Selbyville still dealing with developer issues

Selbyville residents voiced their concerns Monday night about what they described as a “dump site” on Ronzetti Avenue in Victoria Forest, as well as drainage problems from recent infrastructure work on Hudson Road.

Resident Margaret Joy asked the town council at their July 6 meeting when they were going to hold the developer of Victoria Forest accountable for a pile of debris filled with wood, concrete and other materials – a sight she looks onto from her property.

“Who is in charge of making him accountable?” she asked.

Mayor Clifton Murray noted that the town has had problems with the developer and “still have a problem with him.”

In response to Joy’s questions about the Delaware Department of Natural Resources and Environmental Control’s (DNREC’s) accountability and state agencies giving passing grades on inspections for the development, Murray said all of the inspections had been completed but that the pile of debris is “not really under inspections.”

“We are going through the due process. It is not always as simple as it looks. Whatever we can do to help with information, we’re here to help,” offered the mayor.

Town Manager Robert Dickerson said all of the legal motions filed by the town in regard to Victoria Forest are available in Georgetown for interested parties to view. He referred her to her Rick Burrough, the attorney working on the case, but added that the town is still waiting for a court date.

“I’m not a good ol’ boy. He’s not going to like what I have to say,” replied Joy.

“We’re trying. I don’t know what else to tell you,” said Murray. “See Mr. Burrough. I agree it should be cleaned up.”

Resident Jackie Bates commended the council for their hard work and asked what the impact the proposed Strawberry Ridge development would have on Victoria Forest residents.

“We still have issues, and we had been told they wouldn’t start until the issue was resolved,” Bates said of Strawberry Ridge. “And I just wanted to double check…”

Developer Don Conaway said the drainage at Strawberry Ridge would not impact Victoria Forest at all, because they had changed all of their stormwater management plans.

Victoria Forest residents also asked the council about recent break-ins, and Police Chief Scott Collins emphasized that the best deterrent is locked doors. He said Victoria Forest backs up to an “obvious high-crime area” and offered that motion-detector lights are also a deterrent.

“It’s mostly juveniles,” said Collins. “We haven’t had a locked vehicle broken into in about a year and a half. Of 50 car break-ins, not one was locked.”

“It’s not the first time,” said Councilman Jay Murray, of the rash of break-ins, adding that it seems to go in waves. “Just inform us, and we’ll try to keep it to a minimum.”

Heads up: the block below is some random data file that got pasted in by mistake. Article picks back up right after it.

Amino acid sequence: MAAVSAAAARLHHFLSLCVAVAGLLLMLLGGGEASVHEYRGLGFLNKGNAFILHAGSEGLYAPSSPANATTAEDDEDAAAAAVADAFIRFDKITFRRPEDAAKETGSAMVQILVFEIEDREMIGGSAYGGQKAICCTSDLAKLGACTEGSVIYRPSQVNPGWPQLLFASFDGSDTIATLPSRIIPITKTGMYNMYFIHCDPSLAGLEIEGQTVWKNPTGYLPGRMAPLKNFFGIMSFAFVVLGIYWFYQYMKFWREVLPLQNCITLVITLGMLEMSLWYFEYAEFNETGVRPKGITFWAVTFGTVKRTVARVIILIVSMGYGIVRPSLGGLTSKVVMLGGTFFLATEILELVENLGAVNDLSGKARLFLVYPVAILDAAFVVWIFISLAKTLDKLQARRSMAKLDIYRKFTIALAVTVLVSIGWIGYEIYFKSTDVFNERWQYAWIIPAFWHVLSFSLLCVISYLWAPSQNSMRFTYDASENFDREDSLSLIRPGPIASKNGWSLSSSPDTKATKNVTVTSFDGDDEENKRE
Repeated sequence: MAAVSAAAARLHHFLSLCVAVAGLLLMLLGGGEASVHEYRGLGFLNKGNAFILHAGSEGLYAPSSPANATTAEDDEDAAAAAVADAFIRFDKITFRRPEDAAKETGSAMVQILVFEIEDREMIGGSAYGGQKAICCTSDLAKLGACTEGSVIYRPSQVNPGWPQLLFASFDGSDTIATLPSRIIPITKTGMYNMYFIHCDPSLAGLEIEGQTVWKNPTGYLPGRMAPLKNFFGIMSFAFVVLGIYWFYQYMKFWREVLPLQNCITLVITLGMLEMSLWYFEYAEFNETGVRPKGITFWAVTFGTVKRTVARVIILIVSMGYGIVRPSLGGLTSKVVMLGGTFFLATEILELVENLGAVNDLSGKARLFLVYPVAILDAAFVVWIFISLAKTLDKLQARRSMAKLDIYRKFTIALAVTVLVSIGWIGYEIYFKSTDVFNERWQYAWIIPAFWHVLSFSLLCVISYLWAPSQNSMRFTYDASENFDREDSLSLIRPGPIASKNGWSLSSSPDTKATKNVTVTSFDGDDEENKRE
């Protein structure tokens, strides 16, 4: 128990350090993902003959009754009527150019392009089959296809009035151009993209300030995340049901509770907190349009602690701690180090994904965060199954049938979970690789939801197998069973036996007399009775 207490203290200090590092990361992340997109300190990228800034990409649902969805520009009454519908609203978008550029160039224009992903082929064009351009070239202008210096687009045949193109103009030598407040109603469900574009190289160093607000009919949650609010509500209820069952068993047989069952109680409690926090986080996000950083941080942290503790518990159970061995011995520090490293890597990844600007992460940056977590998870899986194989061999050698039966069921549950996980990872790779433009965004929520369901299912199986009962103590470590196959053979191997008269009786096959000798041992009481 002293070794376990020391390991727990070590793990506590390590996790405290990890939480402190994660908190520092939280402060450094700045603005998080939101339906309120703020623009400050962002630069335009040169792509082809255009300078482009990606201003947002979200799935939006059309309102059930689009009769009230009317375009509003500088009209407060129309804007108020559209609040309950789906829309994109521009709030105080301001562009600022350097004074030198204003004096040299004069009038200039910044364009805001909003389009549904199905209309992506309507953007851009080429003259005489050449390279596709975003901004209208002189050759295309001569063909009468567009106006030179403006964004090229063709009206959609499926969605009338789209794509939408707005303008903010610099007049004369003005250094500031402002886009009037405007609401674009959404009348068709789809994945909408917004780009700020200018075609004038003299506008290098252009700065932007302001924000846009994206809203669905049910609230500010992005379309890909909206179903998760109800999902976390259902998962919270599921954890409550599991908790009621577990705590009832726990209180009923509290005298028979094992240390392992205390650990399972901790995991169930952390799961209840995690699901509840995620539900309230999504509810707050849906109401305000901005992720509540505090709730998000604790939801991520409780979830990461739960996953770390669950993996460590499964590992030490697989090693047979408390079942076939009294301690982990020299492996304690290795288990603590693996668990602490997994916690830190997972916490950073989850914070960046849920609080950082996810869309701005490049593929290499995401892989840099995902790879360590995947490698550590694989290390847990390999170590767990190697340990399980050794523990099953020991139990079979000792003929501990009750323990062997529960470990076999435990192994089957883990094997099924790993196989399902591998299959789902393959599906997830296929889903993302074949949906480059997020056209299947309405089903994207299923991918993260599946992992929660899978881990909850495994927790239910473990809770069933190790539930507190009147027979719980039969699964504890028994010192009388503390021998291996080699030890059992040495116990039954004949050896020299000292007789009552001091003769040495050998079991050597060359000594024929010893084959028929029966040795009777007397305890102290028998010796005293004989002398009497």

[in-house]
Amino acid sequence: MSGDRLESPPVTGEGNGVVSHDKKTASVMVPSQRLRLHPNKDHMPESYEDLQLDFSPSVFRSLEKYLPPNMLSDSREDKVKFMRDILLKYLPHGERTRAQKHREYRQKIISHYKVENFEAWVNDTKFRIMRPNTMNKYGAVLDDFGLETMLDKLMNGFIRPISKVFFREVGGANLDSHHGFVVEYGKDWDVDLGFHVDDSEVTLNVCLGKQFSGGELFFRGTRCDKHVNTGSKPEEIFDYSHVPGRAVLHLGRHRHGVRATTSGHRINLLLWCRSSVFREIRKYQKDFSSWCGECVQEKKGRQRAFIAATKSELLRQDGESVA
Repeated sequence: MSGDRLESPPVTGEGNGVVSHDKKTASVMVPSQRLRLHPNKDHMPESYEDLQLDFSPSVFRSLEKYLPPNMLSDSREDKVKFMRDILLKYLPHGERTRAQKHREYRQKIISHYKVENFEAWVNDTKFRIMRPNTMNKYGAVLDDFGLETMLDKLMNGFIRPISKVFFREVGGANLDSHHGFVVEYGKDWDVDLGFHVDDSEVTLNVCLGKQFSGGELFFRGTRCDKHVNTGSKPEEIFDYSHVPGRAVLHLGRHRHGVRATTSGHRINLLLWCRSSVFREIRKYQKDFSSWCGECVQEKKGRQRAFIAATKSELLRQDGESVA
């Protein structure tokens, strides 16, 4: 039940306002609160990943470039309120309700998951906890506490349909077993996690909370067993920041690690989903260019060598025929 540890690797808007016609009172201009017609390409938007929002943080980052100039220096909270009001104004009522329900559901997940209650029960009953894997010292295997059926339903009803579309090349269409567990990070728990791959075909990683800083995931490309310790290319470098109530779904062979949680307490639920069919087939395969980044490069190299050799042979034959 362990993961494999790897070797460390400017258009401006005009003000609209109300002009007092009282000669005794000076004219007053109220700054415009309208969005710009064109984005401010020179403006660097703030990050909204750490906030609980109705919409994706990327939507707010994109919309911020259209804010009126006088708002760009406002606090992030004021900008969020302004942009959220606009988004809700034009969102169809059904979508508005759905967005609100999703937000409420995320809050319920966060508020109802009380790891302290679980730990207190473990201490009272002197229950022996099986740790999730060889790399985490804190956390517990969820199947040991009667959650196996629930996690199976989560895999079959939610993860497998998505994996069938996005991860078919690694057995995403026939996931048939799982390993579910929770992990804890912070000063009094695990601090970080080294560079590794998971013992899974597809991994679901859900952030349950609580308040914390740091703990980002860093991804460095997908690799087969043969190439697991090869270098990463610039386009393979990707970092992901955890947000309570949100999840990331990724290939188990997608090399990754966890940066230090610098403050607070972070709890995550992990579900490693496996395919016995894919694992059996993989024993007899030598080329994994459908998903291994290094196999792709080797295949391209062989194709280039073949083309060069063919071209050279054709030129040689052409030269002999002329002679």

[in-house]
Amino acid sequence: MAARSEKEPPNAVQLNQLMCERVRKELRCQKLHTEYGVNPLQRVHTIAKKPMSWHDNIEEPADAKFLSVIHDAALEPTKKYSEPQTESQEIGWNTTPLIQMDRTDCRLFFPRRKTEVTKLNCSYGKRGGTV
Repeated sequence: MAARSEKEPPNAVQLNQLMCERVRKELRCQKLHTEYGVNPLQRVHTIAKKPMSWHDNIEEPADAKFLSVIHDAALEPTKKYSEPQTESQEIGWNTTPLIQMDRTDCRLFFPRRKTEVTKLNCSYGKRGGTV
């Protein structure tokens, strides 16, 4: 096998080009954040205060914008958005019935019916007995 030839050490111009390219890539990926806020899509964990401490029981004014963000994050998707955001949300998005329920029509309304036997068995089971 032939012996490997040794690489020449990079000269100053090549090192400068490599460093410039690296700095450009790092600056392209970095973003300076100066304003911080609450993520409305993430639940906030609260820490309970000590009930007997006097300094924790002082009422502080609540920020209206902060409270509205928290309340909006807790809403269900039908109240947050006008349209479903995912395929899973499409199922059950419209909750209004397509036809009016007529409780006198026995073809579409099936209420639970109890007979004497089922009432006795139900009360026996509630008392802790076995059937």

In other police-related news, Selbyville police had 164 calls for service, 306 tickets and 25 arrests in the month of June. Collins said they now have seven full-time officers and two part-time officers on duty.

Also on July 6, Councilman Richard Duncan Sr. reported that, in June, there were 6.4 million gallons of water used in the town’s water system, and they are still waiting for the town’s new, third well to get up and running. With demand picking up, he said, they are having slight problems with the filters in the plant, because they are working on overload.

“We got them in 1997, and the filter life is about seven to 10 years,” he said, adding that they probably need to start looking to purchase new ones anyway.

Councilman Frank Smith III reported that two incidents of non-compliance were reported for the town’s wastewater system – one for not enough chlorine in the effluent. But he said they were back online.

Jay Murray reported from the town’s Planning and Zoning Commission, concerning tax-ditch easements required by DNREC. Conaway and an engineer for the project said they are petitioning DNREC’s Tax Ditch Association for a reduction of tax-ditch easements.

The easement requirements, at the current lot size of 12,000 square feet for the proposed development, would mean a loss of about 30 lots for the project. Because conceding to the request would require the town re-zone the property back to R-2 or grant some type of variance – a type the town does not have on the books at this time – the council said it is something they would like to study further, as it is an issue that will likely come up again.

“I’d rather not go back down to R-2,” said Jay Murray, “but we need a procedure to deal with it, depending on the impact.”

While work has been completed on the Route 54 and Route 17 water and sewer infrastructure project, a resident on Hudson Road asked on Monday when his yard’s grade would be back to its original state. He said it took six and a half hours for a sump pump to drain all the water from recent rains – something he never had to do before.

Erik Retzlaff, the town engineer, said they had contacted DelDoT about the restoration issue but haven’t yet received a determination as to what to do. The resident said he had been told that it would be fixed and put back the way it was, regardless of what DelDoT said.

Jay Murray pointed out that the town could take the initiative and establish the grade themselves, under the restoration provisions with the contractor on the project. He said he wasn’t comfortable waiting for a response from DelDoT.

“I don’t think you’re talking about a lot of work. The contractor needs to be told what we expect, even if we have to show them how to do it.”

“Can’t you take some initiative and move that dump?” asked Joy, to a round of laughter, turning the topic back to the problem in Victoria Forest.

“Yes, ma’am, we can,” answered Jay Murray. “We just have to be careful in how we proceed.”